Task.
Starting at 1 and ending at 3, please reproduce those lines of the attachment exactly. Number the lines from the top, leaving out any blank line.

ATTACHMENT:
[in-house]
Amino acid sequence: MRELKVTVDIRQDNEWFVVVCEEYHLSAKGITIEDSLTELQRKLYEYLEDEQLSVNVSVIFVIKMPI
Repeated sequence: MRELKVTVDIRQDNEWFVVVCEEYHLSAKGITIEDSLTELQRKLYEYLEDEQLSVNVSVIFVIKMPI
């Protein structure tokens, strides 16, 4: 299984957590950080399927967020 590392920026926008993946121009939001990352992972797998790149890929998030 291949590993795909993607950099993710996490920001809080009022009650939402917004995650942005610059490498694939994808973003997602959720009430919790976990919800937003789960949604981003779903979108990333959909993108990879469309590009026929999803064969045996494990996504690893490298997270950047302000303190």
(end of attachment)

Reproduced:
[in-house]
Amino acid sequence: MRELKVTVDIRQDNEWFVVVCEEYHLSAKGITIEDSLTELQRKLYEYLEDEQLSVNVSVIFVIKMPI
Repeated sequence: MRELKVTVDIRQDNEWFVVVCEEYHLSAKGITIEDSLTELQRKLYEYLEDEQLSVNVSVIFVIKMPI